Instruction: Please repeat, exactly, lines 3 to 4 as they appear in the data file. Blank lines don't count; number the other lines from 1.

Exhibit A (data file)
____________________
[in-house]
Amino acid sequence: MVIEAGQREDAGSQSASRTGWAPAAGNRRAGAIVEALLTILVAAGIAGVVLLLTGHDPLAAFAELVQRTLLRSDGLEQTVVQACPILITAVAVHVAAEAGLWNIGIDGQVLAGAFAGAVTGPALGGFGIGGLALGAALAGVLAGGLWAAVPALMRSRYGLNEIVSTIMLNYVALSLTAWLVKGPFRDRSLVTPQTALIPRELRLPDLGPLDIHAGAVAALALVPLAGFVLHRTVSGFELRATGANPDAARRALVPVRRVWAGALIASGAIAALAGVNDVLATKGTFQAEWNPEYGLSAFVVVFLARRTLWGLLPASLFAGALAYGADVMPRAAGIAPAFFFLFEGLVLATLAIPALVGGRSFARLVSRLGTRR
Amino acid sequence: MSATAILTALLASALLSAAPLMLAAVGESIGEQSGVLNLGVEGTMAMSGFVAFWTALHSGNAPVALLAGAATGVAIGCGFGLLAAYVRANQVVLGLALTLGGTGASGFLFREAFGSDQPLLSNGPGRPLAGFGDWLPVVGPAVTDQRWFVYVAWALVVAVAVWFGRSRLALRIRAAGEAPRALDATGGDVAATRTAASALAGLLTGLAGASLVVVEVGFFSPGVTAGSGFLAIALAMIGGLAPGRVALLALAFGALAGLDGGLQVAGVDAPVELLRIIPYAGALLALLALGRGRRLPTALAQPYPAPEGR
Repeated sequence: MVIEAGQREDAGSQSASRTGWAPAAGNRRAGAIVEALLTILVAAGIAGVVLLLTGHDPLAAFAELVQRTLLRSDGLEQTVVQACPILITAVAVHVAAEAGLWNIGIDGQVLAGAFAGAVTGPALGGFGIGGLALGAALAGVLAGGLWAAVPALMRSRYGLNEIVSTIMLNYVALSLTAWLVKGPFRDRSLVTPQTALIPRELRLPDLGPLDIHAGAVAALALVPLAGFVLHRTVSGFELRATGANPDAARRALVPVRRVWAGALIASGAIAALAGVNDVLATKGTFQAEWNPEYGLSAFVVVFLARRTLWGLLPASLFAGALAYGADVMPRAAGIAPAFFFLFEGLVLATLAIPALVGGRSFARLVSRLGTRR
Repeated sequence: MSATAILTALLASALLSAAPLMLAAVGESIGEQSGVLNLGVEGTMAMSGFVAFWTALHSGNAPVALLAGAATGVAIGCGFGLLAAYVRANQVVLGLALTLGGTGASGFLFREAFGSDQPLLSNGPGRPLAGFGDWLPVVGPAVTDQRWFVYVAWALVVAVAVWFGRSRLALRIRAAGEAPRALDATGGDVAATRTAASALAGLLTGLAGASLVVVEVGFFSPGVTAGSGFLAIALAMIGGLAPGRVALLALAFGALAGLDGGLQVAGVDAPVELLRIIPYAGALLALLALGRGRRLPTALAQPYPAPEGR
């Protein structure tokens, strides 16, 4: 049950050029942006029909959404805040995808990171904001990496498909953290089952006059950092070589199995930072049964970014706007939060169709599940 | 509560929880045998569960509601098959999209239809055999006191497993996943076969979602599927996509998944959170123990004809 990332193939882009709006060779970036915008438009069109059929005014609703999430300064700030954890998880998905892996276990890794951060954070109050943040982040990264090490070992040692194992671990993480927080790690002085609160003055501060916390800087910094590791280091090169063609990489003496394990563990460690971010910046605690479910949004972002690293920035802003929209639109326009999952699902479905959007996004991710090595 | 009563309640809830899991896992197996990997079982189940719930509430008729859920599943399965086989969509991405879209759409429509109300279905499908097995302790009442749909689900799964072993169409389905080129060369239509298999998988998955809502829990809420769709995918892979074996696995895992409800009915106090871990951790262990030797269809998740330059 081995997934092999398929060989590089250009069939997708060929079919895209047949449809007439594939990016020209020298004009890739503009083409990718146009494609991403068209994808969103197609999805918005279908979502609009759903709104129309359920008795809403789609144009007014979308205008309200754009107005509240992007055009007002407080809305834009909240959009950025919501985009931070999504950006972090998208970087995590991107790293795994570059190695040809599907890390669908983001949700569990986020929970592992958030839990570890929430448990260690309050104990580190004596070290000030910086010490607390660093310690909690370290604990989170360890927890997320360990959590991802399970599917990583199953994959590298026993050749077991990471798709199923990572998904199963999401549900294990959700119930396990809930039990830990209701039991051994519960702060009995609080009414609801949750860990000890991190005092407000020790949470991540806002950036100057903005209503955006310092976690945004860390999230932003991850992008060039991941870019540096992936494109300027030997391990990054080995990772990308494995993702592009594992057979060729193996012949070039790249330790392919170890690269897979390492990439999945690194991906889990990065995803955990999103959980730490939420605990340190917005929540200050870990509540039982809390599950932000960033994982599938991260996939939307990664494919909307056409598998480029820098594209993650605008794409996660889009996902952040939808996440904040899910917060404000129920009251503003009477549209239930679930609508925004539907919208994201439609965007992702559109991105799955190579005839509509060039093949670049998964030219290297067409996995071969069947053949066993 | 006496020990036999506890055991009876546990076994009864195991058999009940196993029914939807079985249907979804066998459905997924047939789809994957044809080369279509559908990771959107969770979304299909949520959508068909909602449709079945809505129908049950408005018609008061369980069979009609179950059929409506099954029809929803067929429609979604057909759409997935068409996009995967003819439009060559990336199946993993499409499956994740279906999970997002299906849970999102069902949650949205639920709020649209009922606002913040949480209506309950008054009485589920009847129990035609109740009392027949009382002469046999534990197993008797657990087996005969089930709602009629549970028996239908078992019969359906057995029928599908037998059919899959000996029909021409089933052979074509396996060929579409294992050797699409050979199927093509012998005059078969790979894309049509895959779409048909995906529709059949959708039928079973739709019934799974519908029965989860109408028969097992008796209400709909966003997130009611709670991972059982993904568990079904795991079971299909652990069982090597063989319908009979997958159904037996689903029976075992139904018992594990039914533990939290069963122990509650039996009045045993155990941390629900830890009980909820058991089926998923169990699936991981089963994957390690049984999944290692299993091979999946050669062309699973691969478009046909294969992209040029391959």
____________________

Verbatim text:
Amino acid sequence: MSATAILTALLASALLSAAPLMLAAVGESIGEQSGVLNLGVEGTMAMSGFVAFWTALHSGNAPVALLAGAATGVAIGCGFGLLAAYVRANQVVLGLALTLGGTGASGFLFREAFGSDQPLLSNGPGRPLAGFGDWLPVVGPAVTDQRWFVYVAWALVVAVAVWFGRSRLALRIRAAGEAPRALDATGGDVAATRTAASALAGLLTGLAGASLVVVEVGFFSPGVTAGSGFLAIALAMIGGLAPGRVALLALAFGALAGLDGGLQVAGVDAPVELLRIIPYAGALLALLALGRGRRLPTALAQPYPAPEGR
Repeated sequence: MVIEAGQREDAGSQSASRTGWAPAAGNRRAGAIVEALLTILVAAGIAGVVLLLTGHDPLAAFAELVQRTLLRSDGLEQTVVQACPILITAVAVHVAAEAGLWNIGIDGQVLAGAFAGAVTGPALGGFGIGGLALGAALAGVLAGGLWAAVPALMRSRYGLNEIVSTIMLNYVALSLTAWLVKGPFRDRSLVTPQTALIPRELRLPDLGPLDIHAGAVAALALVPLAGFVLHRTVSGFELRATGANPDAARRALVPVRRVWAGALIASGAIAALAGVNDVLATKGTFQAEWNPEYGLSAFVVVFLARRTLWGLLPASLFAGALAYGADVMPRAAGIAPAFFFLFEGLVLATLAIPALVGGRSFARLVSRLGTRR